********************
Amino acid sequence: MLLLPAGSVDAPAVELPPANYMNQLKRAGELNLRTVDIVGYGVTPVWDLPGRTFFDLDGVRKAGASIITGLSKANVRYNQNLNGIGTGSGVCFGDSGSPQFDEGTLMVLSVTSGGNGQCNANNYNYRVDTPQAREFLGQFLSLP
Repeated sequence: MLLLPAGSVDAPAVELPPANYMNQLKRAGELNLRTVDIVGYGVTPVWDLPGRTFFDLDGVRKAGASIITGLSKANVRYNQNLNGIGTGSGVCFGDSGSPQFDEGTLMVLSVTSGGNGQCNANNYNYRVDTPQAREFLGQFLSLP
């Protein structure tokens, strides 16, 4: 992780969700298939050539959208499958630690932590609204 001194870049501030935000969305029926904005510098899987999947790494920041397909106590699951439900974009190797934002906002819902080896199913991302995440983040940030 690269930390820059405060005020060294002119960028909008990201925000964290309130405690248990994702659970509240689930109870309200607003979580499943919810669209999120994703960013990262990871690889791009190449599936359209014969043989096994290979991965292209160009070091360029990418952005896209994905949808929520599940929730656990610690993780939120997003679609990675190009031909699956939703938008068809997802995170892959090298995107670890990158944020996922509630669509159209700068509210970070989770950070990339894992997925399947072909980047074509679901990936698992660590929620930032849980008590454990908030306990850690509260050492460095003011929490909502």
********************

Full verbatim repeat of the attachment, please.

Amino acid sequence: MLLLPAGSVDAPAVELPPANYMNQLKRAGELNLRTVDIVGYGVTPVWDLPGRTFFDLDGVRKAGASIITGLSKANVRYNQNLNGIGTGSGVCFGDSGSPQFDEGTLMVLSVTSGGNGQCNANNYNYRVDTPQAREFLGQFLSLP
Repeated sequence: MLLLPAGSVDAPAVELPPANYMNQLKRAGELNLRTVDIVGYGVTPVWDLPGRTFFDLDGVRKAGASIITGLSKANVRYNQNLNGIGTGSGVCFGDSGSPQFDEGTLMVLSVTSGGNGQCNANNYNYRVDTPQAREFLGQFLSLP
């Protein structure tokens, strides 16, 4: 992780969700298939050539959208499958630690932590609204 001194870049501030935000969305029926904005510098899987999947790494920041397909106590699951439900974009190797934002906002819902080896199913991302995440983040940030 690269930390820059405060005020060294002119960028909008990201925000964290309130405690248990994702659970509240689930109870309200607003979580499943919810669209999120994703960013990262990871690889791009190449599936359209014969043989096994290979991965292209160009070091360029990418952005896209994905949808929520599940929730656990610690993780939120997003679609990675190009031909699956939703938008068809997802995170892959090298995107670890990158944020996922509630669509159209700068509210970070989770950070990339894992997925399947072909980047074509679901990936698992660590929620930032849980008590454990908030306990850690509260050492460095003011929490909502």